Chinese cooks are fond of “velveting” their prawns by dousing them, as we do here, in egg whites, cornflour and salt. The process provides a pleasing touch of crunch; it also insulates the prawns from the searing wok heat and keeps them moist.
Shaoxing wine is used for depth of flavour. If you’ve ever cooked Chinese food, you’ll likely have it in your pantry already. If not, it’ll be readily available wherever you are in the world.
Pour 2 tbsp Shaoxing wine and the egg whites into a bowl, then tip in the prawns and coat them in the mix. Add the cornflour and a pinch of salt and coat the prawns further – you want the coating neither lumpy nor completely homogenous: occasional floury protrusions will add crispy texture. Cover with cling film and refrigerate for half an hour.
With the prawns in the fridge, make a cup of Longjing tea. Don’t strain it – the leaves must stay in. The water should be below boiling temperature to preserve the fragrance. Let the brew stand a while.
Take the prawns out of the fridge. In a wok, warm up the oil and toss in the prawns. Flash-fry them, stirring quickly, until they are semi-translucent white (“like jade”). This could be a matter of seconds. Remove them to a colander to strain any dripping oil.
Now clean the wok and return it to the flame. Add the tea, leaves included, and the remaining Shaoxing wine. Simmer this down a little, then put in the prawns and braise them briefly. Serve them glossy with the reduced liquid.
From Peru, one of the world’s fishing heavyweights and gastronomic powerhouses, comes another all-in-one: the spicy parihuela seafood soup, which combines fish and crustaceans – not just crab, but mussels and clams and prawns and sea snails. That, however, is what you might call a parihuela royale – fit for a banquet, maybe, but hardly the kind of thing you’d whip up for a dinner with friends. It’s also the case that the list of ingredients speaks to the peculiar bounty of Peru’s coastline: elsewhere, securing all the species might prove both a logistical headache and a blow to the wallet.
Ultimately, once you have a fish, a crab and a handful of clams, everything else is an optional luxury. We recommend that you kill the crab first, by splitting it in half: as well as being the more humane route, this will ensure that the internal crab juices leach out during cooking and further flavour the stock. On how to purge the clams, see “Mussels and clams”.
There is, admittedly, a further difficulty involved in this dish, in that it uses the distinctly Peruvian ingredient chicha de jora. This is a refreshing, marginally alcoholic (1 percent to 3 percent) drink obtained from fermented corn. Chicherías are found in Peruvian cities, but also, less formally, in the Andean villages of the south – often simple holes in the wall, advertising themselves by means of a bamboo pole that sticks out over the road, with a roll of colourful fabric or plastic bags wrapped around its end. If there is no Peruvian bodega where you live, and no chicha can be sourced online, try replacing it with apple cider: you may need to reduce it a little beforehand, as chicha is thicker. In Türkiye and parts of the southern Balkans, boza – the fermented barley drink, vaguely fizzy and low in alcohol – would make an exciting alternative.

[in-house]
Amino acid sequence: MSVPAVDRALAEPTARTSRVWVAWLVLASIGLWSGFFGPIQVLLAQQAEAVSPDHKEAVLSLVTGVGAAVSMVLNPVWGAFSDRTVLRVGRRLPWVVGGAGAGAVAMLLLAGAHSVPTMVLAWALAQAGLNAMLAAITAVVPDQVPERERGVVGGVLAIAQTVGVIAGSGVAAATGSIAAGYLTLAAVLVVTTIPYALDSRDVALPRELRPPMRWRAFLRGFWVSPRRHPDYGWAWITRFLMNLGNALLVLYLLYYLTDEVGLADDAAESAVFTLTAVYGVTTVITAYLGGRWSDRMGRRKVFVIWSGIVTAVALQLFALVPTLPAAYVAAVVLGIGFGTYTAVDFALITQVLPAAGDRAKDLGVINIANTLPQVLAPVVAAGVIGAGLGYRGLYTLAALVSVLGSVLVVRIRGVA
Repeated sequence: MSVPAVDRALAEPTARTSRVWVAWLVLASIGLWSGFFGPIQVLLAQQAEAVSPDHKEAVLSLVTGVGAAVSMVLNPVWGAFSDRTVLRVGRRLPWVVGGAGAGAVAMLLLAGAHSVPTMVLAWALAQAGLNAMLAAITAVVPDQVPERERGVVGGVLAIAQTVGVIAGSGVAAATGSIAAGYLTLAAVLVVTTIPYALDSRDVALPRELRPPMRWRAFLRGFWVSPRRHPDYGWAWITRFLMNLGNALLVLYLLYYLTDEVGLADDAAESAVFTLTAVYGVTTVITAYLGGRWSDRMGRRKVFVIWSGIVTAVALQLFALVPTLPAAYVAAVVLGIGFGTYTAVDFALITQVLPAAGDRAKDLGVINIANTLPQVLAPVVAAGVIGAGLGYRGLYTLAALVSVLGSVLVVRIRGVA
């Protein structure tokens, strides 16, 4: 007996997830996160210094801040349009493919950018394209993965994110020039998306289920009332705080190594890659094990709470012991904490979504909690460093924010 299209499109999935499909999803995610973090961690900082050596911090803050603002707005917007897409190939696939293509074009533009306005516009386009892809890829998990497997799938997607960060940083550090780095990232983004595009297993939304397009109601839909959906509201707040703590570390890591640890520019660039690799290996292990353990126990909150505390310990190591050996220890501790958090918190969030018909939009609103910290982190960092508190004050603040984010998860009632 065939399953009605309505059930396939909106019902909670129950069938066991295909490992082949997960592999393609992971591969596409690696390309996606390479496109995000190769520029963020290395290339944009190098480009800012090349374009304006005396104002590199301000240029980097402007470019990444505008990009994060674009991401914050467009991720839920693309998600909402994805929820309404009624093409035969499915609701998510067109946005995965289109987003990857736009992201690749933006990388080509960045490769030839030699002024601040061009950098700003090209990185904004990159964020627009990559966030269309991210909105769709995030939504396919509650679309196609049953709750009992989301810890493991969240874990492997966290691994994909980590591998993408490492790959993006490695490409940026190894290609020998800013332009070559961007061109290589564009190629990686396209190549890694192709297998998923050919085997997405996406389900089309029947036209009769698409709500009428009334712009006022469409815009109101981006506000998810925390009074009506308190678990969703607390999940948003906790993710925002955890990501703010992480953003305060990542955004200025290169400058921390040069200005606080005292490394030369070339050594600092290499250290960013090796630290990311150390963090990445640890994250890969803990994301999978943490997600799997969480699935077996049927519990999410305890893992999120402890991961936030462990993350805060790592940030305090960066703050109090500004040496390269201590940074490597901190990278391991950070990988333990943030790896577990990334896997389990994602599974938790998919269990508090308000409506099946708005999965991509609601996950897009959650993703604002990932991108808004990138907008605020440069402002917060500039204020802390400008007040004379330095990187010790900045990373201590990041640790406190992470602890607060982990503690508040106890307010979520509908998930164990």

Place the fish head, together with the prawn heads if using, plus any fishy cut-offs in a large saucepan. Cover with water, season and bring to a boil. Turn down the flame and let simmer until the stock has reduced by half. Skim off any scum and taste regularly to ensure the broth has enough flavour. When it does, remove from the flame and allow to cool, then strain.
In another saucepan, sweat the onion, garlic, chilli and grated ginger in oil, stirring in the red pepper paste or paprika, to make the sofrito base. Keep the flame low and stir to avoid burning, until the mix is soft and fragrant.
Now add the chicha de jora, cider or other substitute. Turn up the flame and let the liquid reduce somewhat.
Add the halved crabs to the sofrito and chicha mix, gently coating them in it, then toss in the clams or mussels and any snails. Cover with a lid to concentrate the heat and allow the bivalves to open.
At this point, add the fish fillets, spooning some of the red sauce over them, and pour the strained fish stock over the lot. Bring back to a gentle boil and simmer for 5 minutes.
Let the parihuela cool for a few minutes, during which the flavours will further intermingle. Spoon it into bowls, ensuring everyone gets something of everything. Sprinkle some fresh coriander over each bowl and serve with chunks of bread or a starch of your choice.
Mexico supplies almost two-thirds of the fish fillets sold in the United States of America. Domestic consumers are also well served: the country hosts the world’s largest seafood market after Tsukiji in Japan. Complete with food stands and shops selling cookware, La Nueva Viga drains much of the Gulf of Mexico catch. But geared as it is towards the dense population basin around Mexico City, the market is unique by world standards in its deep inland location. Transportation costs mean Mexican fishing crews need to spend longer periods at sea to keep economically afloat. Some of the catch is directly exported north of the border.